The National Weather Service In Birmingham Has Issued An
– Urban And Small Stream Flood Advisory For
Southern Jefferson County In Alabama
Northern Shelby County In Alabama
– Until 1245 AM CST.
These are Doppler Radar estimated rainfall amounts so far today.
The flood advisory is outlined in green.
As you can see, widespread two inch rainfall amounts have fallen so far from Greene County into southern Jefferson and northern Shelby Counties.
The NWS Office at the Shelby County Airport has picked up 1.72 inches of rain through 10:09 p.m.
As you can see, it will continue to rain heavily in some areas into the early morning hours.
Since it has been so dry, flooding is not a major concern, but ponding on roadways and minor flooding in urban areas will continue until the rainfall abates later.
Heavy rain is falling tonight across parts of North Central Alabama generally in the I-20 corridor just to the north of a frontal boundary and low pressure system.
It is a rough drive right now from Hoover to Tuscaloosa on I-20/59 with lots of heavy rain.
Be careful on area roads as there will definitely be ponding on streets and highways.
So far, 0.76 inches of rain rain has fallen at the Birmingham Airport as of 7 p.m. Another inch is likely before the rain ends late tonight.
Rain overspread Northwest Alabama early this morning as advertised, in advance of a very powerful upper trough that is bringing some amazingly cold air to the center of the country and aided by a frontal system that lies generally along and north of I-20. Low pressure centers are lined up back along the front which extends across southern Mississippi.
UPSTREAM TEMPS: It is interesting to note at early afternoon, temperatures are in the teens and 20s across Kansas, 30s over Arkansas and in the 40s over northern Mississippi. It was 18F at noon at Chanute, KS with heavy snow and 23F at Joplin MO with heavy snow as well. It was 39F at Little Rock and 43F at Greenwood MS. In sharp contrast, it is 70F at Mobile.
NOWCAST: As of the noon hour, rain had overspread much of the space north of I-59 and was steadily advancing eastward. This first wave of rain will continue to do so through the afternoon hours leading to a gentle, soaking rain for most locations. North of the front, temperatures are in the 40s in places like Hamilton, Muscle Shoals and Huntsville. There will likely be some evaporative cooling as rain begins to fall in areas that are in the 50s, setting the stage for a cold rain. Over three quarters of an inch of rain has fallen at Muscle Shoals this morning and much of the area should see at least one half of an inch this afternoon. Great weather for a nap.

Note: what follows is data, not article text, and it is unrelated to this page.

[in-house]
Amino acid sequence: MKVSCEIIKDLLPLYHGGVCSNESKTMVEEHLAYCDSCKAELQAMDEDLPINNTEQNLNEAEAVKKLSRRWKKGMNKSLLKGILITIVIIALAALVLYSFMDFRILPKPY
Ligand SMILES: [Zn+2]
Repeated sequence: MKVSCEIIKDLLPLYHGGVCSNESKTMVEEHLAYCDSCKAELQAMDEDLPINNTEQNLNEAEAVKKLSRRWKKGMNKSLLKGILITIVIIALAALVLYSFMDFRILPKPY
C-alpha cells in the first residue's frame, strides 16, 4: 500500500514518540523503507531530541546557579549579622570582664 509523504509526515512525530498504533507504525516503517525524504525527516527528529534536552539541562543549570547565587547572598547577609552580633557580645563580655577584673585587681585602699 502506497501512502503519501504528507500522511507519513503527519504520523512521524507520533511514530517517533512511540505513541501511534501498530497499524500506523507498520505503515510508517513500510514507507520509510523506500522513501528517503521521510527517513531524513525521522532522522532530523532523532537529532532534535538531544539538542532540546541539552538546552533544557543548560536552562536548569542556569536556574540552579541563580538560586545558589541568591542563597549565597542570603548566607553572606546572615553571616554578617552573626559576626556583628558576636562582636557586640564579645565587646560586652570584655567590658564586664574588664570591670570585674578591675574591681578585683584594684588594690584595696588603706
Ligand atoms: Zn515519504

WAVE #2: Another wave of rain will overspread the area tonight as another of those surface disturbances ripples northeastward along the front. There is currently some lightning over southwestern Mississippi and even a tornado warning west of Lafayette LA. There is a slight risk severe weather outlook in effect along the Gulf Coast from Fort Walton back to Lake Charles LA. As this low passes by, the front will start dropping southeastward pushing the rain with it. Rain should end in places like Hamilton and Carrollton by 3 a.m. or so, Birmingham and Tuscaloosa around 6 a.m. and over East Alabama soon after that. The rain should be basically out of the state by noon. Overnight rainfall amounts may be over an inch, with accumulated totals finishing around 2 inches in some spots.
SEVERE WEATHER? I know you zeroed in on my comment about a tornado warning. No, there is no threat of that coming to Alabama. Instabilities may well support a little thunder tonight in areas south of I-20.
ROLLER COASTER TEMPERATURES: Wasn’t it the Ohio Players that sang about the Rollercoaster of Love? The theme of this paragraph will be the Rollercoaster of Temperatures. Although the screaming message is the coming cold, there are a couple of things meteorologically that some of our friends will experience. As the second low pushes northeast tonight, temperatures may jump into the 50s and 60s as far north as I-20, in places like Tuscaloosa, Birmingham, Clanton, Talladega and Ashland as well as points south. Temperatures will fall during the morning across the area, with Monday daytime highs likely occurring before sunrise in many areas. That is always interesting. Temperatures will be in the lower 40s in the I-20 corridor during much of the day, falling back into the 30s during the late afternoon. Places to the north will remain in the 30s all day. The Arctic front will arrive Monday night, plunging temperatures into the lower 20s with a few teens by Tuesday morning.
FRIGID TUESDAY: Highs on Tuesday will likely not get above freezing in places along and north of I-20. We are talking highs around 30-32F. It will be a day for bundling up and dressing warmly.